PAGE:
First the trail, which leads listeners to eight different spots around the harbour, giving an introduction to the city’s maritime past and highlighting local links with Robert Louis Stevenson’s classic Treasure Island (in the book, Long John Silver, Jim Hawkins and the crew set sail from Bristol). It leads down cobbled streets, along historic quays and past centuries-old inns, one of which was frequented by Blackbeard himself.

No account of Bristol’s history would be complete without acknowledging its involvement in the slave trade, and M Shed accordingly pulls no punches. Heart-breaking displays from the era take their place in a trio of extensive galleries looking at different aspects of life in the city, from its early beginnings as a Saxon settlement to its current status as a heavyweight of alternative culture.

M Shed takes its name from the harbour building it occupies – a former dockside transit shed – and a five-minute walk along the quay leads to another big-name maritime attraction. When it was launched in 1843, Isambard Kingdom Brunel’s SS Great Britain became the largest ship on the world’s oceans, and the first to use an iron hull. It sailed more than a
million miles in its lifetime – mainly on transatlantic voyages and carrying migrants to Australia – and now sits back in the dock where it was constructed.

More than 175 years after it was built, it remains a thrill to walk its decks, stroll through its first-class saloons and gawp at the narrow bunks that were used by its lowest-paying passengers. Bristol’s history is a chequered thing, but the SS Great Britain, at least, calls for nothing but admiration.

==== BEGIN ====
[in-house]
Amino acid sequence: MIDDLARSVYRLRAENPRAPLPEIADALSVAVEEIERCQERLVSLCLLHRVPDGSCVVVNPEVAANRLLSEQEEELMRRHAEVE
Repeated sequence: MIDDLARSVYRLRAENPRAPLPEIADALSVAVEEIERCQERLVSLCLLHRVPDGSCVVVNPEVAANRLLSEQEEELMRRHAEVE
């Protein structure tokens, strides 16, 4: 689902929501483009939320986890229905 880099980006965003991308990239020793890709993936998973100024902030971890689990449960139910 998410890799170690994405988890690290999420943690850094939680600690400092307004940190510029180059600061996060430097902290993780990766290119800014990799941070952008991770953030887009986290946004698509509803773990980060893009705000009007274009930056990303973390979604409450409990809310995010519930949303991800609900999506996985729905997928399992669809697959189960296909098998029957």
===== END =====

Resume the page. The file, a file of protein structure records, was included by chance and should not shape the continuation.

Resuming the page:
How much? Treasure Island Trail app £1.99. M Shed free SS Great Britain from £10 – £17.

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Tour 3: Bristol craft beer tour

There are more than 20 breweries in and around Bristol, which tells you all you need to know about its penchant for a pint. The craft beer wave hasn’t so much reached the city as been swollen by a flotilla of zeitgeist-surfing brewers. It also has quality pubs by the barrel-load, ranging from traditional taprooms to hip-as-you-like hophouses. All of which makes the prospect of a beer-themed tour of the city a mighty appealing one.

Maritime Bristol
The award-winning Bristol Hoppers offers two different self-guided beer tours, both of which take in four different pubs. So what is a self-guided beer tour? The concept is actually a simple one – after booking, you’re given a starting pub, where an envelope is waiting for you behind the bar. It contains instructions for where you’re headed next, as well as tokens for seven drinks (generally half-pints and third-pints). Best of all, it puts your choice of pubs in the hands of the people who know the city’s beer scene best.
Maritime Bristol

We choose the ‘Cross-Harbour Tour’, which begins at the on-trend Three Tuns and also includes guided diversions to nearby street art and a spin across the harbour in a tiny ferry. It would be giving the game away to name the second, third and fourth stops, but expect a CAMRA-lauded neighbourhood local, a modern bar-cum-brewery where you’ll have a tasting paddle, and a brilliantly mazy little pub full of typewriters, trumpets and taxidermied badgers. In short, exactly what you’d
hope for.              

How much? £18 – £19.